Philodendron care is easy because if you watch for the signals, the plant will tell you exactly what it needs. Even inexperienced houseplant owners will have no trouble growing philodendron plants because the plants adapt readily to conditions inside the home.
How to Care for a Philodendron
Sunlight – Set the plant in a location with bright, indirect sunlight. Find a position near a window where the sun’s rays never actually touch the foliage. While it’s normal for older leaves to yellow, if this happens to several leaves at the same time, the plant may be getting too much light. On the other hand, if the stems are long and leggy with several inches between leaves, the plant probably isn’t getting enough light.
Water – When growing philodendron plants, allow the top inch (2.5 cm.) of soil to dry out between waterings. The length of your index finger to the first knuckle is about an inch (2.5 cm.), so inserting your finger into the soil is a good way to check the moisture level. Droopy leaves can mean that the plant is getting too much or not enough water. But the leaves recover quickly when you correct the watering schedule.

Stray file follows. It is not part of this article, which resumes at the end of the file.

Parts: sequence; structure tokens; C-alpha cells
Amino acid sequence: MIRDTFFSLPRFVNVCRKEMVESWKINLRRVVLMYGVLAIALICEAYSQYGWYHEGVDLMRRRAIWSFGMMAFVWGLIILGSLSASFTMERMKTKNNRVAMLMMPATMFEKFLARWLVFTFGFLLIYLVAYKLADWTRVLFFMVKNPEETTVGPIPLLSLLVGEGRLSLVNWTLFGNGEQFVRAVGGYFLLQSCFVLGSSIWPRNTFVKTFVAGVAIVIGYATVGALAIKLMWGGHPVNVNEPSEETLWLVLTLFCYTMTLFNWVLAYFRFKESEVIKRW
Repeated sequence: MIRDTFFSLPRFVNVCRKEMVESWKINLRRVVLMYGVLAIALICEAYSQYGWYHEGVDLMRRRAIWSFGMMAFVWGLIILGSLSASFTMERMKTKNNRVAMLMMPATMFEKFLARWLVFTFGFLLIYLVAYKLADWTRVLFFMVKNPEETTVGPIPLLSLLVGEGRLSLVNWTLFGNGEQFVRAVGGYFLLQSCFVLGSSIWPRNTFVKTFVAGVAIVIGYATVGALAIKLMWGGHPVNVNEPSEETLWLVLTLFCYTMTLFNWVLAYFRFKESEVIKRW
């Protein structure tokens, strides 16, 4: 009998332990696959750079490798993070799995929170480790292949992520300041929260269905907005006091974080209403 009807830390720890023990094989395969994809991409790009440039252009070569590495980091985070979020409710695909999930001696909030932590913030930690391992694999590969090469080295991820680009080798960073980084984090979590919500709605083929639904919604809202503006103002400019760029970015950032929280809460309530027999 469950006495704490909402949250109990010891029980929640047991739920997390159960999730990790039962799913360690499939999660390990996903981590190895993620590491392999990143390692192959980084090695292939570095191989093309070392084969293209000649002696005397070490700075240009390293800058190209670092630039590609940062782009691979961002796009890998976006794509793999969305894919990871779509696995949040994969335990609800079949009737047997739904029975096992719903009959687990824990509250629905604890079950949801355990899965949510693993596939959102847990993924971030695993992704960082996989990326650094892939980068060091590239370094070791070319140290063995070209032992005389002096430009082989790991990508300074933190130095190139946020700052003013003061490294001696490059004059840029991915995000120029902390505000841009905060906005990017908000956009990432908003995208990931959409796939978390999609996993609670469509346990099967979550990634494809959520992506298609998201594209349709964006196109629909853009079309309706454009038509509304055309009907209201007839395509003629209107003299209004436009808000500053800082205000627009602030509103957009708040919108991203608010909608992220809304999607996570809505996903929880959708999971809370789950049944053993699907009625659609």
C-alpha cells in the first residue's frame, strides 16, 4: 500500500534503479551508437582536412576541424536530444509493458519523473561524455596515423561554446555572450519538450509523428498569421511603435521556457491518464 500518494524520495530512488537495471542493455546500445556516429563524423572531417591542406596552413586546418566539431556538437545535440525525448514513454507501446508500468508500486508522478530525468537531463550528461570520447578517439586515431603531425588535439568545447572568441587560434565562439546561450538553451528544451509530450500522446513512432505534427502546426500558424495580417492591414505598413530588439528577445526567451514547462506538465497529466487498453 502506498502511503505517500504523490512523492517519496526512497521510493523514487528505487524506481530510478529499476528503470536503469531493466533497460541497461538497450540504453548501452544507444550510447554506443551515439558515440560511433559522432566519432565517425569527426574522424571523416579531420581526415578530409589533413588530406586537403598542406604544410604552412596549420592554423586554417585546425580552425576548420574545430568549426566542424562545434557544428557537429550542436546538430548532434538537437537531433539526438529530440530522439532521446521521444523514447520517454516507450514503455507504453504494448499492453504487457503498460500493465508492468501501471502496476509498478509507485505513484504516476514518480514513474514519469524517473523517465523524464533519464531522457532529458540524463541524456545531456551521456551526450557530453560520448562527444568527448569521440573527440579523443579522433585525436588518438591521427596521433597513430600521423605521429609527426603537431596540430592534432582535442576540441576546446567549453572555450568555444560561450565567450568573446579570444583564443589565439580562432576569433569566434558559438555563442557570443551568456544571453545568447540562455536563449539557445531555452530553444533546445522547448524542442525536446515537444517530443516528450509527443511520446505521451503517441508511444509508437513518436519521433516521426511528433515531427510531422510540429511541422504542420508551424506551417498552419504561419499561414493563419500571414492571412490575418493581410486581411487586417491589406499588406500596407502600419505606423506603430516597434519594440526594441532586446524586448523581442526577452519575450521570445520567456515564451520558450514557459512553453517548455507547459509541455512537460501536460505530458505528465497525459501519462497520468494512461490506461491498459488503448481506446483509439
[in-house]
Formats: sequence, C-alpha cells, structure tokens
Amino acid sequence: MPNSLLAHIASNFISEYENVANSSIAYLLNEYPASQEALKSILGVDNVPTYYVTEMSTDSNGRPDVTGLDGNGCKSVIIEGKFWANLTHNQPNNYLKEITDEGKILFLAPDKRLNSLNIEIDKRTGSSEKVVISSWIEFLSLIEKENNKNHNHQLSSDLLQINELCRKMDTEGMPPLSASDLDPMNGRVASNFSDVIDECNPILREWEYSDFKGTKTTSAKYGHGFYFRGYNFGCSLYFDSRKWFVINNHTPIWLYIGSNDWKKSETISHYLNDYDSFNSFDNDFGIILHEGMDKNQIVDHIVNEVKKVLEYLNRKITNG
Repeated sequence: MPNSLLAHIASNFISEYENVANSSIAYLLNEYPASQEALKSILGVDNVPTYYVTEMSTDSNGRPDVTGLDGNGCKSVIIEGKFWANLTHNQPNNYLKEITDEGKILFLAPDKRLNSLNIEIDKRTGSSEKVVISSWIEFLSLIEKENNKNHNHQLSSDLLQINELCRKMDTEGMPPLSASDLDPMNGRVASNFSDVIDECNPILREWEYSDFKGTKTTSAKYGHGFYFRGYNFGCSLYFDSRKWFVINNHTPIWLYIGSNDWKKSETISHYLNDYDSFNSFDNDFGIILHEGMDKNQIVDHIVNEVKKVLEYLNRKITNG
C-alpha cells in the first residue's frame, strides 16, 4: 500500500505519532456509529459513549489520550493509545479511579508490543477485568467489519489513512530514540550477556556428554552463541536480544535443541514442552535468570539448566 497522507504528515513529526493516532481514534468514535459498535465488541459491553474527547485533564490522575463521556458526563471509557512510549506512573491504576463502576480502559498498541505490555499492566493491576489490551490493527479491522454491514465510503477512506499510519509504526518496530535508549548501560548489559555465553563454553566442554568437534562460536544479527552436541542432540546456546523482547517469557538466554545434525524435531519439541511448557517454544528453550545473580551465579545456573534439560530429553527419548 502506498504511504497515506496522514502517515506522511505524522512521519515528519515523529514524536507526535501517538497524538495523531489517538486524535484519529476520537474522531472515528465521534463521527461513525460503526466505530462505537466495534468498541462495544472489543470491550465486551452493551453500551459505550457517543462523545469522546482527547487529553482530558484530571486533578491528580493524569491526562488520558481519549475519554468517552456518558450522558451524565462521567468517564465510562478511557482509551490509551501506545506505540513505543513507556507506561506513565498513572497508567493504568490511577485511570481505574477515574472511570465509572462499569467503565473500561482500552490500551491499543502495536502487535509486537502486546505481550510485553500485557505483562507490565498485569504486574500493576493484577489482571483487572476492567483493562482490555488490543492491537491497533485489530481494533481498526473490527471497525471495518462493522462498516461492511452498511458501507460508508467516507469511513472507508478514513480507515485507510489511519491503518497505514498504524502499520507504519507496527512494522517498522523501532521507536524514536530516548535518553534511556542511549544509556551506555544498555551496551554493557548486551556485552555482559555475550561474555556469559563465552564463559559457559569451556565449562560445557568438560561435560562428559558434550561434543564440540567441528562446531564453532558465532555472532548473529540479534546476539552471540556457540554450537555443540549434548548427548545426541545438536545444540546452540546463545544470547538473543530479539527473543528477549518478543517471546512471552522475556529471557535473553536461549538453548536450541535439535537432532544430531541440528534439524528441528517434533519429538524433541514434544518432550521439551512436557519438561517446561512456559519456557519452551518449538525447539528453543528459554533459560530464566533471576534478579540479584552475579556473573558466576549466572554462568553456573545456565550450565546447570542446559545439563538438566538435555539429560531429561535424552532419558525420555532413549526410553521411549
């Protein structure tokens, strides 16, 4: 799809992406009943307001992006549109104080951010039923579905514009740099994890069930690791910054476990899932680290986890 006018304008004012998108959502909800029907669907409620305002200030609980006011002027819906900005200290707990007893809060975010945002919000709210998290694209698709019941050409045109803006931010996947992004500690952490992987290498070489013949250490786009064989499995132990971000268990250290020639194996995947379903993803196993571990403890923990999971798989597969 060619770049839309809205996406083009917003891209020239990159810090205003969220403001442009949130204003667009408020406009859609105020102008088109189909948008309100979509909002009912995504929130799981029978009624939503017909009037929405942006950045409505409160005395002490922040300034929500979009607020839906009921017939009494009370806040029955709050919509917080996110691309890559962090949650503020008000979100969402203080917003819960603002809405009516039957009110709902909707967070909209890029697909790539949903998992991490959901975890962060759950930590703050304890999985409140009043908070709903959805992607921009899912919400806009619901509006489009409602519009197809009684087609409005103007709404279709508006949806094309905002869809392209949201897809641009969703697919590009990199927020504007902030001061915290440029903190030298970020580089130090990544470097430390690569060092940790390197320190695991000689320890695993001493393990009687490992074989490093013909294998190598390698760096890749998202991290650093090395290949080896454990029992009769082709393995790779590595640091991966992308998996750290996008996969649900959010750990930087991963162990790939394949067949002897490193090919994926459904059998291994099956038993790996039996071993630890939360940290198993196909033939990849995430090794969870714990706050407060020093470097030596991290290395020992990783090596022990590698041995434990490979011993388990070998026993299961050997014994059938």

Fertilizer – Feed philodendron houseplants with a balanced liquid foliage houseplant fertilizer that contains macro-nutrients. Water the plant with the fertilizer monthly in spring and summer and every six to eight weeks in fall and winter. Slow growth and small leaf size is the plant’s way of telling you that it isn’t getting enough fertilizer. Pale new leaves usually indicate that the plant isn’t getting enough calcium and magnesium, which are essential micro-nutrients for philodendrons.